10.4 A case study of very high resolution meteorological modelling in Alpine landscapes using MM5 and WRF

Wednesday, 1 September 2010: 12:15 PM
Alpine Ballroom A (Resort at Squaw Creek)
Irene Schicker, University of Natural Resources and Life Sciences, Vienna, Austria; and D. Arnold and P. Seibert

Numerical modelling in complex topographical areas is a challenge for mesoscale meteorological models and results are often not sufficiently realistic. To address this problem, making use of increasing computer capabilities, mesoscale models such as WRF and its predecessor MM5 are being pushed to higher horizontal and vertical resolutions in an attempt to better resolve the complex phenomena existing at this scale. Additional input data, such as higher resolved driving fields and static input fields (e.g. highly resolved DEM, snow cover maps) derived from satellite data, could help improving the results.

A case study is performed for two different mountainous stations, one located on the top of a mountain ridge (Schauinsland, Black Forest, Germany) and the other located on the bottom of an alpine valley (Innsbruck, Alps, Austria). High resolution meteorological numerical modelling for two selected episodes is carried out using two different mesoscale models, MM5 version 3.7 and WRF-ARW Version 3.2. SRTM3" data is used as elevation data. Evaluations of the influences of increasing horizontal (up to 200 m) and vertical (up to 80 sigma levels) resolutions in these complex topographical areas will be done. Comparison of the two models in simulating two different alpine landscapes and improvements of input files (e.g. DEM data) will be done.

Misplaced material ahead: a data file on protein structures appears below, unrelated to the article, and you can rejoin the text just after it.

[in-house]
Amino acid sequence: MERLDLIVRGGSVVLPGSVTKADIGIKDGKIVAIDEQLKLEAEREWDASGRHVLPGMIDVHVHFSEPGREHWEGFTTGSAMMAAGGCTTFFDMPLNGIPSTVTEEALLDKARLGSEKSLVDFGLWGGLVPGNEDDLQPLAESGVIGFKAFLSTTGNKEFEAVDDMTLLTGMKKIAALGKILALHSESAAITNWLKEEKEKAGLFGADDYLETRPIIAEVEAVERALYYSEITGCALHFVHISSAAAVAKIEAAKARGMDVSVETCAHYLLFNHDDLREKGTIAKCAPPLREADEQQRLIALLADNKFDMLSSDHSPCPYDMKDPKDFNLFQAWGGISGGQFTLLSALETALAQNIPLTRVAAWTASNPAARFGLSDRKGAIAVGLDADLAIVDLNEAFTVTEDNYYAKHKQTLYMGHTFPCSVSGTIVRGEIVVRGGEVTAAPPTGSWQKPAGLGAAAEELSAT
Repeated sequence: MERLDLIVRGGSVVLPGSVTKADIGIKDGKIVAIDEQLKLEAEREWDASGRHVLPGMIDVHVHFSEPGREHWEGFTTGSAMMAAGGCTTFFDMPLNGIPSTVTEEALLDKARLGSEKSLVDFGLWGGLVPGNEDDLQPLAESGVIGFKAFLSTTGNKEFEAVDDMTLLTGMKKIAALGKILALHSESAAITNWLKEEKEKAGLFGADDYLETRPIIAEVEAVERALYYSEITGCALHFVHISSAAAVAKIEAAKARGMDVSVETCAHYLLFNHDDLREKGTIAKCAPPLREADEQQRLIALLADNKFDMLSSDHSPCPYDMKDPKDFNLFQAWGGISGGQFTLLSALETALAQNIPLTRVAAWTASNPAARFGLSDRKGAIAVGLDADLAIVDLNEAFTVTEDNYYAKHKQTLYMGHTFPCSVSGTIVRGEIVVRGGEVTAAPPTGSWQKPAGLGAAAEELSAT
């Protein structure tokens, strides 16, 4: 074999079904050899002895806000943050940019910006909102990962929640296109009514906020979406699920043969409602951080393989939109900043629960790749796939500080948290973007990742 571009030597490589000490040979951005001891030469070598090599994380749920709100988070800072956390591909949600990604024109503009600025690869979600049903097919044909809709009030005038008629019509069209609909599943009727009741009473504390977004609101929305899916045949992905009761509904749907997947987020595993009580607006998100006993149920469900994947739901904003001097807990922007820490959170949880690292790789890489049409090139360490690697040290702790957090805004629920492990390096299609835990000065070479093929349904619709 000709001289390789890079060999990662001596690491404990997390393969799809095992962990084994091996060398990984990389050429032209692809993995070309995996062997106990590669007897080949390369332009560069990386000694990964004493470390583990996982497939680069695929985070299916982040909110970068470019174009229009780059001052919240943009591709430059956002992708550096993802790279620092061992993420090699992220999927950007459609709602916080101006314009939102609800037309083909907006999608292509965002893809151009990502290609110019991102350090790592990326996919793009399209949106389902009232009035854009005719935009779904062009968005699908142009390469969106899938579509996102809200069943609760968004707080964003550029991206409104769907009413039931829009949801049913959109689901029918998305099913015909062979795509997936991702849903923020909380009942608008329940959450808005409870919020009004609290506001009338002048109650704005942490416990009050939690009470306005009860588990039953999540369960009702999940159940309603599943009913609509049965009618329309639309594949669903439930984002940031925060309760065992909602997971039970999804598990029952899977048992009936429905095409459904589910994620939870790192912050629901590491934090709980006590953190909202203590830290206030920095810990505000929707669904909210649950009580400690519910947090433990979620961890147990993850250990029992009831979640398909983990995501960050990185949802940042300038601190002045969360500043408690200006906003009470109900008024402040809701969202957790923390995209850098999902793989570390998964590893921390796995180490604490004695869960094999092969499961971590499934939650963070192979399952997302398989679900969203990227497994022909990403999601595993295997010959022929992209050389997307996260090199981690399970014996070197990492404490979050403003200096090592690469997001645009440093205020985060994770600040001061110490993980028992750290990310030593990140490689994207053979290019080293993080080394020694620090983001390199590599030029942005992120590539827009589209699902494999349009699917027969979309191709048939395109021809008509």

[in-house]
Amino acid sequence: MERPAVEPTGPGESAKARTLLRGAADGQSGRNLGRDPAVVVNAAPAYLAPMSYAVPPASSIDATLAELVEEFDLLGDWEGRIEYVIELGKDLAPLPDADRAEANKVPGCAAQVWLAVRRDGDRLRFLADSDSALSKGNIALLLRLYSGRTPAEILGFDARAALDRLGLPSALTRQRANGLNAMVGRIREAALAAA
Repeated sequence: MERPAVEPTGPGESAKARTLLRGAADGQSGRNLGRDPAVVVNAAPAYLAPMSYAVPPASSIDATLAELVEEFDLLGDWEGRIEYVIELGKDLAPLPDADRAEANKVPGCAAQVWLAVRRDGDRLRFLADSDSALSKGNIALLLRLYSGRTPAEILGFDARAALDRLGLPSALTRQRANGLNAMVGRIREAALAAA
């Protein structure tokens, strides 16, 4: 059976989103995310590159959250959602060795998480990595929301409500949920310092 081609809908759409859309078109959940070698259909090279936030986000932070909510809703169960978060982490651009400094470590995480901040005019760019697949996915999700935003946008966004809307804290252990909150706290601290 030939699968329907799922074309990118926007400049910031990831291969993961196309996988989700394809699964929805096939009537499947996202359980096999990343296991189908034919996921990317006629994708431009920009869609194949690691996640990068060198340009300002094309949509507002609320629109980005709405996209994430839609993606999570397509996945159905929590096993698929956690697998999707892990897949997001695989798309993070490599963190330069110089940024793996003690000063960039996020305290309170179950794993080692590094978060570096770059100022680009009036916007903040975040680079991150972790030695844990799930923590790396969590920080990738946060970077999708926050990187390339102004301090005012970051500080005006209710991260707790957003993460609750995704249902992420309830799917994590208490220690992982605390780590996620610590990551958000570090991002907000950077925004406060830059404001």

Acknowledgements: This work is part of the HiRmod project, funded by the Austrian Climate and Energy Fund through the Austrian Climate Research Programme.

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